Book Jacket illustration: Edward Hopper, First Branch of the White River, Vermont, 1938. Watercolor over graphite on paper, 21-2/4 x Museum of Fine Arts, Boston.
LEBANON, NH.- Edward Hopper's plein air watercolors of rural Vermont evidence another side of the artist known for his iconic depictions of urban loneliness and isolation. During summer excursions between 1927 and 1938, Hopper recorded his singular interpretations of the Vermont landscape, watercolors and drawings of hillsides and meadows, roadside views, and scenes along the White River against the backdrop of the Green Mountains. These little-known works, rarely published, are reproduced sequentially in Edward Hopper in Vermont (University Press of New England) along with the stories of their creation and their subsequent acquisition by private collectors and museums. Bonnie Tocher Clause traces Edward and Jo Hopper's automobile trips through Vermont as they searched for new places to paint. These journeys ... More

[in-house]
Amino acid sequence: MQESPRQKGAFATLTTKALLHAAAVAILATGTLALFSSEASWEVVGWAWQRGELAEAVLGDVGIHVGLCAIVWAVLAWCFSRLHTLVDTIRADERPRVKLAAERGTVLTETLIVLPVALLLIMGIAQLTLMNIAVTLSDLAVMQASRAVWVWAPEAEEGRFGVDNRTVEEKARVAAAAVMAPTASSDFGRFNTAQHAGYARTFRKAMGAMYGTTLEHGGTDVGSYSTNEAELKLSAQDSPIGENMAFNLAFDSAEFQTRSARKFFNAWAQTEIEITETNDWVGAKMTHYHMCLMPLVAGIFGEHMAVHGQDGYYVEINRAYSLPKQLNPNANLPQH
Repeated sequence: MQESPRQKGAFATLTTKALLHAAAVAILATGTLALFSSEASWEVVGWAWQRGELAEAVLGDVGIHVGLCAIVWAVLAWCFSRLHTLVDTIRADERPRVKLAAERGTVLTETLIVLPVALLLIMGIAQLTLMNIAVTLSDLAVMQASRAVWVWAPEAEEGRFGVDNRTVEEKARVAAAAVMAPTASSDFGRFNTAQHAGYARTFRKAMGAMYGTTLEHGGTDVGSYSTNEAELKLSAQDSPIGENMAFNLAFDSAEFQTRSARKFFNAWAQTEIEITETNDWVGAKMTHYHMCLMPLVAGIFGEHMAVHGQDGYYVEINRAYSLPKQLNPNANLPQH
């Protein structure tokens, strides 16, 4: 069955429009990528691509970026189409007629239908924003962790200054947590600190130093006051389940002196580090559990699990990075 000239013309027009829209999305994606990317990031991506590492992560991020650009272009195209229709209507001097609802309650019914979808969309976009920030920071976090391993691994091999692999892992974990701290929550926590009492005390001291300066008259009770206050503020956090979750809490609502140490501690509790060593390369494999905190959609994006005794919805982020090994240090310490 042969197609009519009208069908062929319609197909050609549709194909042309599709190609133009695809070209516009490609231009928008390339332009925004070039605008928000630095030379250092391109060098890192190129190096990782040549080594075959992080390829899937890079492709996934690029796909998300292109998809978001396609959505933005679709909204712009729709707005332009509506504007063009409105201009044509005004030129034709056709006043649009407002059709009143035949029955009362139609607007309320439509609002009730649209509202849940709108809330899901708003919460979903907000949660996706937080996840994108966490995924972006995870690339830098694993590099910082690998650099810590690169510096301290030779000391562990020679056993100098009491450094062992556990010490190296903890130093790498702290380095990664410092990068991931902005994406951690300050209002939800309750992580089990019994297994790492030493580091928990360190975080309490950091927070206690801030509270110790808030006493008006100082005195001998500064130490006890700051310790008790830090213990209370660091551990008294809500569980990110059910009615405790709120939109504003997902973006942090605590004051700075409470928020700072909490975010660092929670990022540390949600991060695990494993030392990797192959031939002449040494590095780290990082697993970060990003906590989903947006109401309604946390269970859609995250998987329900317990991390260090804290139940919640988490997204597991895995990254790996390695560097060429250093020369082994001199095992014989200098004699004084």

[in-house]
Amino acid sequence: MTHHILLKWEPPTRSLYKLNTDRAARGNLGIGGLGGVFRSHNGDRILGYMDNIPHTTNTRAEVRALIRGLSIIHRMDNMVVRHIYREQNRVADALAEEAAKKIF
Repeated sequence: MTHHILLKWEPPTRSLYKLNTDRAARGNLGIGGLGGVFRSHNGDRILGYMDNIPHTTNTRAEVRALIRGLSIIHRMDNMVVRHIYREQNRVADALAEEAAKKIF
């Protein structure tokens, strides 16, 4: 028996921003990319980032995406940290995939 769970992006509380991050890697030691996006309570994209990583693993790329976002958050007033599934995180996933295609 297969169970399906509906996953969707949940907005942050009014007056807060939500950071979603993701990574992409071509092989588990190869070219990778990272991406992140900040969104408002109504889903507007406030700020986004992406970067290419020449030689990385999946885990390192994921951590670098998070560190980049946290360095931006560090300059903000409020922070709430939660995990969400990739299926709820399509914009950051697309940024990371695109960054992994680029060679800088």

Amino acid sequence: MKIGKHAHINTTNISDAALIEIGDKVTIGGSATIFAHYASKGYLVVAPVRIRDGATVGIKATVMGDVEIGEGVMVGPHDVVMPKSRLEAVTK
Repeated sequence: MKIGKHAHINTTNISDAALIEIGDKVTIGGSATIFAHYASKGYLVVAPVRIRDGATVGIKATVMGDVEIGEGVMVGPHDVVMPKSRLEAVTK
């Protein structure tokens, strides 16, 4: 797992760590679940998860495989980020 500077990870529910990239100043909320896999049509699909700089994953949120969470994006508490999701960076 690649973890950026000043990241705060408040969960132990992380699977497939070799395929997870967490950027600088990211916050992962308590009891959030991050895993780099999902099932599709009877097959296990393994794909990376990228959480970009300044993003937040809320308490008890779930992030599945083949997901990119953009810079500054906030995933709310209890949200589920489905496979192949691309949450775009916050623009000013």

Wednesday, November 14, 2012
Edward Hopper's Vermont watercolors featured in new book by Bonnie Tocher Clause
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